Dr. Kimberly R. Moffitt (email@example.com) is professor of Language, Literacy & Culture and affiliate professor of Africana Studies. Her teaching interests include culture, media studies/criticism, Black hair and body politics, sports and media, and popular culture.
Dr. Moffitt’s research focuses on mediated representations of marginalized groups as well as the politicized nature of Black hair and the body. She has published four co-edited volumes, including Gladiators in Suits: Race, Gender, and the Politics of Representation in Scandal (Syracuse University Press, 2019), Blackberries and Redbones: Critical Articulations of Black Hair and Body Politics in Africana Communities (Hampton Press, 2010), The Obama Effect: Multidisciplinary Renderings of the 2008 Campaign (SUNY Press, 2010) and The 1980s: A Transitional Decade? (Lexington Books, 2011). She has a forthcoming volume exploring the legacy of former First Lady Michelle Obama. Additionally, Moffitt has also published her work in academic journals and several edited volumes. Her current research projects continue to explore the black body such as her work exploring white femininity in Disney’s The Princess and the Frog and the representations of Black males on Disney television programming. She extends her research interests into the community by offering workshops on Black hair and body politics as it relates to bullying among middle school girls.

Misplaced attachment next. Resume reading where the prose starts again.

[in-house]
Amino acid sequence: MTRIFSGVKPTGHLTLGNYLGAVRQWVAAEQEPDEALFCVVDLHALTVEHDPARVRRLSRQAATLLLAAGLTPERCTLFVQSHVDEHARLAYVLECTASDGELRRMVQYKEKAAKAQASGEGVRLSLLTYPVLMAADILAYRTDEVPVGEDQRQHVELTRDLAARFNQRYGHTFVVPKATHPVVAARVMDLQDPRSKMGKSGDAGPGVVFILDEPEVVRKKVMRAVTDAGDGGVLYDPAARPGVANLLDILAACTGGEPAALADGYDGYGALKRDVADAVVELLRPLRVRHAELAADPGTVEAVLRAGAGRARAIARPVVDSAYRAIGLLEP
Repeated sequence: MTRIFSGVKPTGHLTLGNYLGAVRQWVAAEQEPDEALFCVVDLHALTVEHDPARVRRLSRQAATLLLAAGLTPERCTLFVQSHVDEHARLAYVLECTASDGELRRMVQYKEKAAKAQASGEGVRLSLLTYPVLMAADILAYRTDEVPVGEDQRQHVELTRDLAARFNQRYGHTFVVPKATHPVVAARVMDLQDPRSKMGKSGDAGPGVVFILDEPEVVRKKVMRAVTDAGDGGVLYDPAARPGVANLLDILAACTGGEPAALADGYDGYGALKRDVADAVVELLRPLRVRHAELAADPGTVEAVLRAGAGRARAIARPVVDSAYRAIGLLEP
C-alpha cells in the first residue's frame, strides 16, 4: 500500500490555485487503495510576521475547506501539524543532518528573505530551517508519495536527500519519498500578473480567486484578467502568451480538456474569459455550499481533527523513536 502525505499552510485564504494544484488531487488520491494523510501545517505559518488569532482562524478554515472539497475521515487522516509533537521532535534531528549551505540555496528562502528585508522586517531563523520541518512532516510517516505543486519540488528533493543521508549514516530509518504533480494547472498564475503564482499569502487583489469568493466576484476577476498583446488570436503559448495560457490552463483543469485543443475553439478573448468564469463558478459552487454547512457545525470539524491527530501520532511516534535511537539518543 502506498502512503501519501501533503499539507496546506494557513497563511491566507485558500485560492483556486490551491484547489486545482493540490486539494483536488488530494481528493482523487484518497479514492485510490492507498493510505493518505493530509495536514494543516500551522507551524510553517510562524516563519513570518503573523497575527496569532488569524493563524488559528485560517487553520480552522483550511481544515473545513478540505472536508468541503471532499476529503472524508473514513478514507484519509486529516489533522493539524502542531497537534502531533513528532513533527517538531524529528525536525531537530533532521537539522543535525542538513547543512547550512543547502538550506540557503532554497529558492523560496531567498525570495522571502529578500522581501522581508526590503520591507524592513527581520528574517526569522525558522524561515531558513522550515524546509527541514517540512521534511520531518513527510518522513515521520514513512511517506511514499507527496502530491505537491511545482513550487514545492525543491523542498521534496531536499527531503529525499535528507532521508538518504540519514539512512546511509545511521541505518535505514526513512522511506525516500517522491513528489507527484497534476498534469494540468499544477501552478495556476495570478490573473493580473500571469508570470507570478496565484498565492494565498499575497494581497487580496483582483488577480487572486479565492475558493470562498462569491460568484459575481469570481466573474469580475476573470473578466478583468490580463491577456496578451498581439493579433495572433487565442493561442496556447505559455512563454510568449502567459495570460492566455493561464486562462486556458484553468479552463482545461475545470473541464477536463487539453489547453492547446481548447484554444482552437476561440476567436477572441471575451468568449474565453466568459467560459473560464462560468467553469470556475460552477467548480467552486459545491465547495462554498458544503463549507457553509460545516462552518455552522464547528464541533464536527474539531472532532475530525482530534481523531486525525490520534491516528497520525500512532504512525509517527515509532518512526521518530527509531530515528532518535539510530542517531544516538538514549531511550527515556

Dr. Moffitt often writes op-ed articles for the Baltimore Sun and is a frequent guest on local public radio and Internet broadcasting programs. She is a member of the public service sorority, Delta Sigma Theta Sorority, Inc., and the founding parent and former board member of Baltimore Collegiate School for Boys Charter School, a 4th-8th college preparatory school.